3. In coupling/interaction between the excitons and cavity photon, only the in-plane momentum is conserved, right? Now, if I introduce strain in the quantum well, it can warp the band, producing a non-parabolic dispersion which is obvious for large momentum. Will this affect the dispersion of the exciton greatly? Or it is just unaffected since it's size is very much greater than the lattice constant?

    I hope you can give me some insights. Such a newbie, but I'm really interested in this field, quantum optics and semiconductors in general. Thank you in advance. :)
  7. Oct 6, 2011 #6


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    Well, this is a matter of the dipole matrix elements/oscillator strengths of the transitions in question. I remember that for GaAs based quantum dots, the transition rates for heavy hole excitons are three times higher than for light hole excitons as a rule of thumb. For quantum wells I am not sure, though.

    This depends on the system you want to probe. There is a for example a difference whether you are interested in the simple lower polariton or a condensed polariton system. In any way, cavities usually have an angle-dependent splitting between TE and TM modes. See for example Phys. Rev. B 59, 5082–5089 (1999) by Panzarini et al. for details.

    That also depends on the kind of strain you want to apply. Is it local strain created by placing a small tip on the sample? Then you basically create a spatial trap due to the spatially varying energy of the exciton. Or are you rather thinking about strain pulses? To be honest I am not sure how much this changes the dispersion of the exciton. However, in terms of polaritons, the dispersion of the exciton compared to the dispersion of the cavity photon is flat anyway due to the effective masses differing by at least 3 orders of magnitude.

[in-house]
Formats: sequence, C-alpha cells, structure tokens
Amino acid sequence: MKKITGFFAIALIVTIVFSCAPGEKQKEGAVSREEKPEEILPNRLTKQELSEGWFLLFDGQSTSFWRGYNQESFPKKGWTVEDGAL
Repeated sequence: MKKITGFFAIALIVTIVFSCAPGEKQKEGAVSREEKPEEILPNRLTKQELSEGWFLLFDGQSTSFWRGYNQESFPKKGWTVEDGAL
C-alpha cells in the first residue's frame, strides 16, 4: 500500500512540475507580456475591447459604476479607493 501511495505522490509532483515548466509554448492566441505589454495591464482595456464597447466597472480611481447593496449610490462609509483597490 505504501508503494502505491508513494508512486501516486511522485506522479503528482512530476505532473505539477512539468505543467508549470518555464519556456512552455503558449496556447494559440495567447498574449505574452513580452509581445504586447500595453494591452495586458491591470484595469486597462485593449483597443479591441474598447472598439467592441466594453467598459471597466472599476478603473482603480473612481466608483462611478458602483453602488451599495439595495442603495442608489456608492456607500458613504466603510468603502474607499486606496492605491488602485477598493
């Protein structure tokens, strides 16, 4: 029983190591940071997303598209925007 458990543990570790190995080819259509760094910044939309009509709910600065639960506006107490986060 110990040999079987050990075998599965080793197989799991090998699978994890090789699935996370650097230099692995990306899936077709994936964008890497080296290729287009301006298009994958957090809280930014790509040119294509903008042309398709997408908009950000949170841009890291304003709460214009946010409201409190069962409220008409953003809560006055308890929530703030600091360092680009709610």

The Snoke group did a lot of experiments on stressed polariton samples. Maybe a look at Phys. Rev. B 81, 125311 (2010) by Balili et al. and references therein is some help.

    Generally speaking, the book on microcavities by Kavokin and Baumberg is also a very comprehensive review on the topic.
    Last edited: Oct 6, 2011
  8. Oct 6, 2011 #7
    Thank you very much Cthugha.. I think I'm ready to read again..
    Just cleared some doubts.

    I hope you will still be there if I have some queries again.
    Thanks very much again. :)